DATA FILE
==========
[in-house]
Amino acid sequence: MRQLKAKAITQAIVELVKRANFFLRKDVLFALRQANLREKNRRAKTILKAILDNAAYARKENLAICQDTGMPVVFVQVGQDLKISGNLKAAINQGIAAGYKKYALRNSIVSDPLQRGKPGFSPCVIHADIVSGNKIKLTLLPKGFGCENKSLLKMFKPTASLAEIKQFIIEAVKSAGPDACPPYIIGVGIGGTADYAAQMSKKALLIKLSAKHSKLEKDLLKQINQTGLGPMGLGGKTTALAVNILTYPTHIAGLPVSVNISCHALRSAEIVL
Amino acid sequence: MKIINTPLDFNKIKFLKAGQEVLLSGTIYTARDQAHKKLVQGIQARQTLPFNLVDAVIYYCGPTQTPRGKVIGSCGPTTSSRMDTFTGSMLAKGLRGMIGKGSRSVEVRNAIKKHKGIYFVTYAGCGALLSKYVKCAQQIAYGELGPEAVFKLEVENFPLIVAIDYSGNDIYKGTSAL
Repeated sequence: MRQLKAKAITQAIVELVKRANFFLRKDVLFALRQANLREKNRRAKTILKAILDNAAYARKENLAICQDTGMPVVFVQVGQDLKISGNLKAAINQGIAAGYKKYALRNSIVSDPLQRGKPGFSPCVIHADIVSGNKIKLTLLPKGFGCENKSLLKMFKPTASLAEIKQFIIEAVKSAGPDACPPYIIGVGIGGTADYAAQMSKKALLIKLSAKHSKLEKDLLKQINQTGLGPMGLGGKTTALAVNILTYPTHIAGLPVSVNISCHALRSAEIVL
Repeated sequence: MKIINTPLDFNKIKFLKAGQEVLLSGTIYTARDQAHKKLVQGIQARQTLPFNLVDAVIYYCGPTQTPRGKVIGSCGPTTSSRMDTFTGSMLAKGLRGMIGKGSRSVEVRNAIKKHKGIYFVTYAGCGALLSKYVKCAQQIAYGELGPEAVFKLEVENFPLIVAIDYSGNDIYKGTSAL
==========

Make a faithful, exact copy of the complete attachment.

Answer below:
[in-house]
Amino acid sequence: MRQLKAKAITQAIVELVKRANFFLRKDVLFALRQANLREKNRRAKTILKAILDNAAYARKENLAICQDTGMPVVFVQVGQDLKISGNLKAAINQGIAAGYKKYALRNSIVSDPLQRGKPGFSPCVIHADIVSGNKIKLTLLPKGFGCENKSLLKMFKPTASLAEIKQFIIEAVKSAGPDACPPYIIGVGIGGTADYAAQMSKKALLIKLSAKHSKLEKDLLKQINQTGLGPMGLGGKTTALAVNILTYPTHIAGLPVSVNISCHALRSAEIVL
Amino acid sequence: MKIINTPLDFNKIKFLKAGQEVLLSGTIYTARDQAHKKLVQGIQARQTLPFNLVDAVIYYCGPTQTPRGKVIGSCGPTTSSRMDTFTGSMLAKGLRGMIGKGSRSVEVRNAIKKHKGIYFVTYAGCGALLSKYVKCAQQIAYGELGPEAVFKLEVENFPLIVAIDYSGNDIYKGTSAL
Repeated sequence: MRQLKAKAITQAIVELVKRANFFLRKDVLFALRQANLREKNRRAKTILKAILDNAAYARKENLAICQDTGMPVVFVQVGQDLKISGNLKAAINQGIAAGYKKYALRNSIVSDPLQRGKPGFSPCVIHADIVSGNKIKLTLLPKGFGCENKSLLKMFKPTASLAEIKQFIIEAVKSAGPDACPPYIIGVGIGGTADYAAQMSKKALLIKLSAKHSKLEKDLLKQINQTGLGPMGLGGKTTALAVNILTYPTHIAGLPVSVNISCHALRSAEIVL
Repeated sequence: MKIINTPLDFNKIKFLKAGQEVLLSGTIYTARDQAHKKLVQGIQARQTLPFNLVDAVIYYCGPTQTPRGKVIGSCGPTTSSRMDTFTGSMLAKGLRGMIGKGSRSVEVRNAIKKHKGIYFVTYAGCGALLSKYVKCAQQIAYGELGPEAVFKLEVENFPLIVAIDYSGNDIYKGTSAL